At three a lorry crossed so I went home packed and got ready to set out. Having seen many an overturned lorry I was a bit nervous but was assured that it was no big deal just stay in second gear and your laughing.(I wasn't laughing at any point I might add.) I got to the river, still up to the knees of those brave enough to cross, and asked the assistance of a kind driver who had just come from the other side. All extra tips gratefully accepted. He recommended I look straight ahead at all times and that I put the Hilux in 4WD. "How do you do that?" I found myself asking like a real bimbo!! I got my first four wheel drive lesson at the side of this swiftly flowing river. I was already six hours behind schedule so I got in and headed of only to panic at the edge as if I was jumping in. On lookers cheered and asked for lifts to various destinations, I closed the window (thought about closing my eyes) and headed off, into second gear and fought the current all the way across the 50 or so metres. When I got to the other side it was like driving through the finish line of a big race, people jumping out everywhere, big cheers and I was sure I'd knock someone down. Hands shaking like a leaf and having prayed like I never did before I got out of the car to change the tyres back to 2WD only to stop right next to the Bishop who was waiting on the other side of the river (no intention of crossing!!) I tried to look as calm as possible but I'm sure I was visibly shaking.
With all danger behind I headed north and stayed in Kakuma over night as darkness was falling and insecure as the road is in daylight, night driving is out of the question. At the crack of dawn I headed off and arrived "un-shot" in Loki at 9am. A big and enthusiastic crowd of 22 teachers turned up and worked through the day to get the most out of this now delayed workshop. Partied as always in Loki and ready to head back south on Sunday. Timing was all important as the Irish game against Spain could not be missed. Clubmilks (thanks Edel!), which had travelled from Ireland, had to be taken from one fridge to another for the duration of the game lest they be ruined. They were fine and are now well devoured!! More Green, wigs and flags but a few more Irish to support my madness. Not our day but sure it's only a game and THEY COULDN'T BEAT US ON THE PITCH!! I then became a German fan as, if they won we could say that the winners couldn't beat us! The Africans couldn't understand my rationale! They tend to back the winner and are so fickle they change sides after a goal is scored. First comes an African team. Next the team with the most black players. Finally anyone who didn't kick out any team they had previously supported. No loyalty really!! I guess if Kenya had been playing it would have been different. Huge interest all the same with every game available on video in our local video store (all videos are copies and brutal quality). If I had a video machine, I think I'd get that Ireland v Spain game. Honestly I got such a kick out of the Spanish going off-side they would do a great close up and boy aren't they a good looking team??!! Well when I no longer get to look at Tony Cascarino's bum I have to look at something! Sure you'd be all day waiting for a score.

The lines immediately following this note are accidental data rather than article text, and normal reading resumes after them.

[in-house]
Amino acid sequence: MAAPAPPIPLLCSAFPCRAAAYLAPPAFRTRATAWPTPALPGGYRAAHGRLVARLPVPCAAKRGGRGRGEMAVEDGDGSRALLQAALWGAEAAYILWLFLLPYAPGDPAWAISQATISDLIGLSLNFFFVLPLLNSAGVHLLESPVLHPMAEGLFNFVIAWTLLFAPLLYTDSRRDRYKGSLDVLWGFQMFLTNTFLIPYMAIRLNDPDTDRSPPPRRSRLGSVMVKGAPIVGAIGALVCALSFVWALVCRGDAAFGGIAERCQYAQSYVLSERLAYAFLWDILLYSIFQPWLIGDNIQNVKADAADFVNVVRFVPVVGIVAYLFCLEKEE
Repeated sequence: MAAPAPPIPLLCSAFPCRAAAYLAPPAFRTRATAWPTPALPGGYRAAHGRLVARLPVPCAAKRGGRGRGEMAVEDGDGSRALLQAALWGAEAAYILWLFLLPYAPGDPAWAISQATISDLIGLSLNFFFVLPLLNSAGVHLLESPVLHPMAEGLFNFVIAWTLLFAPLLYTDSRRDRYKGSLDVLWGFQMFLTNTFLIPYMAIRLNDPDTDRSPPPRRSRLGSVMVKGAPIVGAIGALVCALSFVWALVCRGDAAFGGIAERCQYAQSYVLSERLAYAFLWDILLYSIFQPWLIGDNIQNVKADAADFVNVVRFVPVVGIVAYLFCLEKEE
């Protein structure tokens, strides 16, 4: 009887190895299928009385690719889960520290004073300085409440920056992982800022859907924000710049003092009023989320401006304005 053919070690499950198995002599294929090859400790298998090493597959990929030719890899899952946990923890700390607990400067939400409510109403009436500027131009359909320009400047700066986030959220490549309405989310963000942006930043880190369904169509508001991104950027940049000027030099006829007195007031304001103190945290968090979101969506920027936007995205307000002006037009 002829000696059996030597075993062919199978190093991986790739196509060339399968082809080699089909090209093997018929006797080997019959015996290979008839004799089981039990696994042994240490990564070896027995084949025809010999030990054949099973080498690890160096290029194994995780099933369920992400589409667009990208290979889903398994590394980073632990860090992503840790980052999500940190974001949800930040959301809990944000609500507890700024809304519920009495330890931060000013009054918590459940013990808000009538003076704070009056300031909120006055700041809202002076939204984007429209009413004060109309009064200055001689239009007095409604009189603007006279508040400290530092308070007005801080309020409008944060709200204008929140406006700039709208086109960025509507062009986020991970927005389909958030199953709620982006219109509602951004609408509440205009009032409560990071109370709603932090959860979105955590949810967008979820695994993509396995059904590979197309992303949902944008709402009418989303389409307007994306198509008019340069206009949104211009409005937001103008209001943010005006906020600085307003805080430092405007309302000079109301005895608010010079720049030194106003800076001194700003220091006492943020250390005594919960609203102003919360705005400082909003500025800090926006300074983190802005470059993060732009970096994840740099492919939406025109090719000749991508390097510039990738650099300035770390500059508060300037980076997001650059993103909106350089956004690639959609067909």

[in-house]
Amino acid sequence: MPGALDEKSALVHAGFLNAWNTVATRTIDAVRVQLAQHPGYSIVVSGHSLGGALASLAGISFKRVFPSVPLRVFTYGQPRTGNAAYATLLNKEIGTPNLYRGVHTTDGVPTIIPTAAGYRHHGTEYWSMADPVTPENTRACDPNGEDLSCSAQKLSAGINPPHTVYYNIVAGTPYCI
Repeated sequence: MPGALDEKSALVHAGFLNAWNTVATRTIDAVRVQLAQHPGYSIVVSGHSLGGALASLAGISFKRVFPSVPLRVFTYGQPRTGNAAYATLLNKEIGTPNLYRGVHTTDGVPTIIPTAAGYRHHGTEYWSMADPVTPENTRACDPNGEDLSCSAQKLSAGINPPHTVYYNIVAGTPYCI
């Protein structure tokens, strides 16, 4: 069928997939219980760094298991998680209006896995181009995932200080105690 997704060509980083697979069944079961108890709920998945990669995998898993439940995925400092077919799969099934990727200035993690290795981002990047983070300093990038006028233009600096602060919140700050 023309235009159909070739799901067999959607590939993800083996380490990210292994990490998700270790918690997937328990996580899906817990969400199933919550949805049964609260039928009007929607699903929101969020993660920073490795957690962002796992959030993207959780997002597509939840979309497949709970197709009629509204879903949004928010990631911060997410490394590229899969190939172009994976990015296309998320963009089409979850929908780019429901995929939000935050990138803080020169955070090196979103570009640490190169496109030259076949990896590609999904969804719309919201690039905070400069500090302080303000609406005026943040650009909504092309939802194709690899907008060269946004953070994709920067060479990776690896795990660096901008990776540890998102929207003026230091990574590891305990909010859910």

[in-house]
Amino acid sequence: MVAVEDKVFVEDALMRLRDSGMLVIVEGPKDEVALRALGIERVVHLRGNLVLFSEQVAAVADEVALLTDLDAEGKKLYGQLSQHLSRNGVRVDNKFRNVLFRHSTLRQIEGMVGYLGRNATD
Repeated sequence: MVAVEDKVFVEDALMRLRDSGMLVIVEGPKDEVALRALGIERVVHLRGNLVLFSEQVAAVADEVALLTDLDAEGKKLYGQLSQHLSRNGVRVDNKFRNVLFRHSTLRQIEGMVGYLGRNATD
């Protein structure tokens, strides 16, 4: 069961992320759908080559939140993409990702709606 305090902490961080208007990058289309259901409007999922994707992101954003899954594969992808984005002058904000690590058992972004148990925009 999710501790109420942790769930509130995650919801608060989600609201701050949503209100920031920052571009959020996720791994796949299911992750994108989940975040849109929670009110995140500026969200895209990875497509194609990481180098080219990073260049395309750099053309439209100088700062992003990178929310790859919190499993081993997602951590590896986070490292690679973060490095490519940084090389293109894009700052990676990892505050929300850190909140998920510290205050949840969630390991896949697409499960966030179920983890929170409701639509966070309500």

Mid-month I had a fall off my mountain bike due to the axle being unsteady and when the cross bar moved the wheel never followed it. Though my wounds healed I was more upset that all the locals (whom I have been living next to for nine months!!) did was laugh. I was more wounded by their reaction than the big cut on my elbow. Bruised and battered I carried on!
I started Turkana language classes and I am the worst student I just haven't had a second to spare to study so I am very slow, I keep saying I'll try to speak it but just a few words here and there is all I have managed. I know it will improve as I work with the Adult Literacy classes as they have no English so I will have no choice.